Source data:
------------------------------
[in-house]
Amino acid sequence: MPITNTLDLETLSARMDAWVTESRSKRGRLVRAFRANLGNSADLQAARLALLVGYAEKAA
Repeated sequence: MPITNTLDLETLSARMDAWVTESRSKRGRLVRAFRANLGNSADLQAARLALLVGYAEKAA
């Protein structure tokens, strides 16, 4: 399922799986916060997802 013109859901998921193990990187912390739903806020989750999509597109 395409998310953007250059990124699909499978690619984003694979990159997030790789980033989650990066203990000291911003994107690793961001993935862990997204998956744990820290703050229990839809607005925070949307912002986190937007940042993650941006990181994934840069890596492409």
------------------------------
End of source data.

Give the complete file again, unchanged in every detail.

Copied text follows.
[in-house]
Amino acid sequence: MPITNTLDLETLSARMDAWVTESRSKRGRLVRAFRANLGNSADLQAARLALLVGYAEKAA
Repeated sequence: MPITNTLDLETLSARMDAWVTESRSKRGRLVRAFRANLGNSADLQAARLALLVGYAEKAA
């Protein structure tokens, strides 16, 4: 399922799986916060997802 013109859901998921193990990187912390739903806020989750999509597109 395409998310953007250059990124699909499978690619984003694979990159997030790789980033989650990066203990000291911003994107690793961001993935862990997204998956744990820290703050229990839809607005925070949307912002986190937007940042993650941006990181994934840069890596492409």